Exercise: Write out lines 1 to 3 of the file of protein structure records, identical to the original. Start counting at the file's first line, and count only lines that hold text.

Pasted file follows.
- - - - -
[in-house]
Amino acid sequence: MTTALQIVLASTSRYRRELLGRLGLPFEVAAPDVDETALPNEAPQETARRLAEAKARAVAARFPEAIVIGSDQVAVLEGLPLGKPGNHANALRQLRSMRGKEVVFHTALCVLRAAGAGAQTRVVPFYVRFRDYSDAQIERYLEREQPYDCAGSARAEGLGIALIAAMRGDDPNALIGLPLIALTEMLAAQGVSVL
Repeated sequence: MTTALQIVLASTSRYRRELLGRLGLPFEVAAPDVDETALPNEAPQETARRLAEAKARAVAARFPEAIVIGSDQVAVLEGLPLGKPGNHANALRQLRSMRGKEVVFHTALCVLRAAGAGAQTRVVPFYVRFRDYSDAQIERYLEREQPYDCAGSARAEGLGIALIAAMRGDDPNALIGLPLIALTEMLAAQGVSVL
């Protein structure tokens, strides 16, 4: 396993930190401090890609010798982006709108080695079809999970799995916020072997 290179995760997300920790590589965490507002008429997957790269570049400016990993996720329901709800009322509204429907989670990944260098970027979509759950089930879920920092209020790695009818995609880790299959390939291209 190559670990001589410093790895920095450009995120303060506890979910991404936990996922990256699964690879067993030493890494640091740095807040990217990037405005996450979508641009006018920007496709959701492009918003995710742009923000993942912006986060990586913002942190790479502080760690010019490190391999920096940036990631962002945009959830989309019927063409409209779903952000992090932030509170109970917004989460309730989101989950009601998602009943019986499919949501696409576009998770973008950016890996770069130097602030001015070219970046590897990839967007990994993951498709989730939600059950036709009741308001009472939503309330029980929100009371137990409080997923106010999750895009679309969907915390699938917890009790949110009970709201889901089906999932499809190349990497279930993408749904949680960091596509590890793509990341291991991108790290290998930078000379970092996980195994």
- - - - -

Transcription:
[in-house]
Amino acid sequence: MTTALQIVLASTSRYRRELLGRLGLPFEVAAPDVDETALPNEAPQETARRLAEAKARAVAARFPEAIVIGSDQVAVLEGLPLGKPGNHANALRQLRSMRGKEVVFHTALCVLRAAGAGAQTRVVPFYVRFRDYSDAQIERYLEREQPYDCAGSARAEGLGIALIAAMRGDDPNALIGLPLIALTEMLAAQGVSVL
Repeated sequence: MTTALQIVLASTSRYRRELLGRLGLPFEVAAPDVDETALPNEAPQETARRLAEAKARAVAARFPEAIVIGSDQVAVLEGLPLGKPGNHANALRQLRSMRGKEVVFHTALCVLRAAGAGAQTRVVPFYVRFRDYSDAQIERYLEREQPYDCAGSARAEGLGIALIAAMRGDDPNALIGLPLIALTEMLAAQGVSVL